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When pulled pork met mac and cheese

Casseroles have never really had much of a place in my culinary repertoire. It's a time thing mostly. I'd rather sear something off in a few minutes than stand around while it slowly bakes.

I've also never been much of a fan of dishes in which everything sort of just oozes together. Though I wasn't a picky eater as a child — and I never suffered from the foods-can't-touch syndrome — I am the sort of guy who likes to eat one food at a time, usually saving the best for last. Hey, we all have our little compulsions. That's mine.

But this doesn't mean I'm blind to the appeal of a casserole bubbling away in the oven. There are many solid reasons so many home cooks favor them. So I decided to challenge myself to come up with a casserole that I could get behind. In true casserole fashion, it needed to be richly satisfying, a true comfort food

And to satisfy my inclination to save the best part of the meal for last, every part of the casserole needed to qualify as potentially the best

What I came up with isn't the healthiest dinner I can imagine, but it was unbelievably delicious. And it is so worth it. I ended up with a three-layer casserole that begins with a bed of thinly sliced and roasted sweet potatoes. The potatoes then are topped with a tangy-sweet mess of pulled pork. The final layer is a three-cheese macaroni and cheese with Parmesan-breadcrumb topping

Like I said, every part of this dish needed to be the best. You will not regret making this.

Mac and Cheese Pulled Pork Casserole

Start to finish: 1 1/2 hours (30 minutes active)

Servings: 8

1 teaspoon smoked paprika

1 teaspoon ground cumin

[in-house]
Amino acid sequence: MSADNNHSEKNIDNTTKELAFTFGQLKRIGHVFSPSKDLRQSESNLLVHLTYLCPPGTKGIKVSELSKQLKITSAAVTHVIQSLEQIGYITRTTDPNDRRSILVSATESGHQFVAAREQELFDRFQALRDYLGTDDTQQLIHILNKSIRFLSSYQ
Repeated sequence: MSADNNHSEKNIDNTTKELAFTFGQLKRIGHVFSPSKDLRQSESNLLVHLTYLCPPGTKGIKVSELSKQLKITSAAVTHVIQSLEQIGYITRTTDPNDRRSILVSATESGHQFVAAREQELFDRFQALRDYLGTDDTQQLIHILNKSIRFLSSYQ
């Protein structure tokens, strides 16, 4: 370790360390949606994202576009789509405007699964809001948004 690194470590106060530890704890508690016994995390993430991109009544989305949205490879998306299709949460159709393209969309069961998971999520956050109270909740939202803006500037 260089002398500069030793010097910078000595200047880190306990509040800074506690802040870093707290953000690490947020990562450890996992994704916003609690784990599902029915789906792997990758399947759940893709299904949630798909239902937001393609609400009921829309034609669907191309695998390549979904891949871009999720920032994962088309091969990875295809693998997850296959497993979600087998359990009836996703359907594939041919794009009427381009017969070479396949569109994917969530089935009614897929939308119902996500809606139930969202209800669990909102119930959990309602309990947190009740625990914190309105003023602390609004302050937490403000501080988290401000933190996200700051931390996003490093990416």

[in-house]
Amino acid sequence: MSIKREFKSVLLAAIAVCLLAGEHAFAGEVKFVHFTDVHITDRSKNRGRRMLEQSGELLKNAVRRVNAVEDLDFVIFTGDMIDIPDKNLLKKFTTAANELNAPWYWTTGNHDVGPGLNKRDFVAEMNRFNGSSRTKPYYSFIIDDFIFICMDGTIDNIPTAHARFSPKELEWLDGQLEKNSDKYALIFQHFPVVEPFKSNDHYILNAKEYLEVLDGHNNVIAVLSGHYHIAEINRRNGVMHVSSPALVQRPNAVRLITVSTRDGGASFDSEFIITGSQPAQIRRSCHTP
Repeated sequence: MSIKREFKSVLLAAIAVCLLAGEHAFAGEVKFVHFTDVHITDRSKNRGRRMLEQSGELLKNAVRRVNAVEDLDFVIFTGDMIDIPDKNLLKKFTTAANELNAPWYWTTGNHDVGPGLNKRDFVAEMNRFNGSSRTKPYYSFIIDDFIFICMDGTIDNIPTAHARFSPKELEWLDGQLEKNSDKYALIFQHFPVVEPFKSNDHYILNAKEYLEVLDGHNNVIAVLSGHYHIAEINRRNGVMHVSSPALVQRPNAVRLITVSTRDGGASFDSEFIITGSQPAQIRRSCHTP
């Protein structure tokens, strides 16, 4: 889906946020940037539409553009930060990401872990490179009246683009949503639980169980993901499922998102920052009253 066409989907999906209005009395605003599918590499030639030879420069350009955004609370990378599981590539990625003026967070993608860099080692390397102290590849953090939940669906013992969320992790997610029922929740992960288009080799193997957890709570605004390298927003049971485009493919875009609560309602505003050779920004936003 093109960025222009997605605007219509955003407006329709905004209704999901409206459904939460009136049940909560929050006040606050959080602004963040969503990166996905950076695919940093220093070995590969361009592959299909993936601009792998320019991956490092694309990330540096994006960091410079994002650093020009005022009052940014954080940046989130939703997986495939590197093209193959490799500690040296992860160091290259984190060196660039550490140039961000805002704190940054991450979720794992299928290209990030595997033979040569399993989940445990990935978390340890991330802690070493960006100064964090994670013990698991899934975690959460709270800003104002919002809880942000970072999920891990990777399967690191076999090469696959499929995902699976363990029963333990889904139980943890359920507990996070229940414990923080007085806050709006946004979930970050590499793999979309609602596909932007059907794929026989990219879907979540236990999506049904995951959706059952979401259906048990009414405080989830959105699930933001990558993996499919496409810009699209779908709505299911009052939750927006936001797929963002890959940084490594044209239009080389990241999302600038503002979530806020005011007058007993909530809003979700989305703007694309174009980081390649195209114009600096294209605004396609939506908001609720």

1/2 teaspoon chili powder

Kosher salt and ground black pepper

2 medium sweet potatoes

2 pounds pork tenderloin, cut into 2-inch chunks

13 1/2-ounce bottle barbecue sauce

1 to 2 tablespoons cider vinegar, to taste

8 ounces elbow pasta

1/4 cup creme fraiche

1/2 cup shredded cheddar cheese

1/2 cup grated Gruyere cheese

Hot sauce, to taste

1/2 cup grated Parmesan cheese

1 cup panko breadcrumbs

1/4 cup (1/2 stick) butter, melted

Heat the oven to 425 F. Coat a 9-inch springform baking pan with cooking spray.

In a small bowl, mix together the paprika, cumin, chili powder and 1 teaspoon kosher salt and 1/2 teaspoon pepper.

Slice the sweet potatoes as thinly as possible. A mandoline or food processor is best, but careful slicing with a knife works, too. Arrange a single layer of the slices in the prepared pan. Sprinkle with a bit of the spice blend, then spritz with cooking spray. Repeat with additional layers of sweet potatoes and seasonings until you have used all of the slices and seasoning mixture.

Bake for 15 minutes, or until tender and lightly browned at the edges. Remove the pan from the oven and set aside.

Meanwhile, bring a large saucepan of water to a simmer. Add the pork and cook for 1 hour. Remove the pork from pan. Using 2 forks, tear and shred the pork into bite-sized pieces. Discard the water from the pan, then return the pork to it. Add the barbecue sauce and vinegar, then mix well. Set aside.

Bring a large saucepan of salted water to a boil. Add the pasta and cook until al dente according to package directions. Reserve 1/4 cup of the cooking water, then drain the pasta and return to the saucepan. Return the pasta to medium heat and add the creme fraiche, cheddar and Gruyere. Stir until melted, then add a splash of hot sauce. Season with salt and pepper.

Spread the pulled pork in an even layer over the roasted sweet potatoes. Spread the mac and cheese over the pork.

In a small bowl, mix together the Parmesan, panko and butter. Sprinkle the breadcrumb mixture evenly over the mac and cheese, then bake for 15 minutes, or until the breadcrumbs are lightly toasted and the center of the casserole is hot.

Nutrition information per serving: 520 calories; 160 calories from fat (31 percent of total calories); 18 g fat (10 g saturated; 0 g trans fats); 115 mg cholesterol; 52 g carbohydrate; 3 g fiber; 15 g sugar; 36 g protein; 1,190 mg sodium.

J.M. Hirsch is the food editor for The Associated Press. He blogs at and tweets at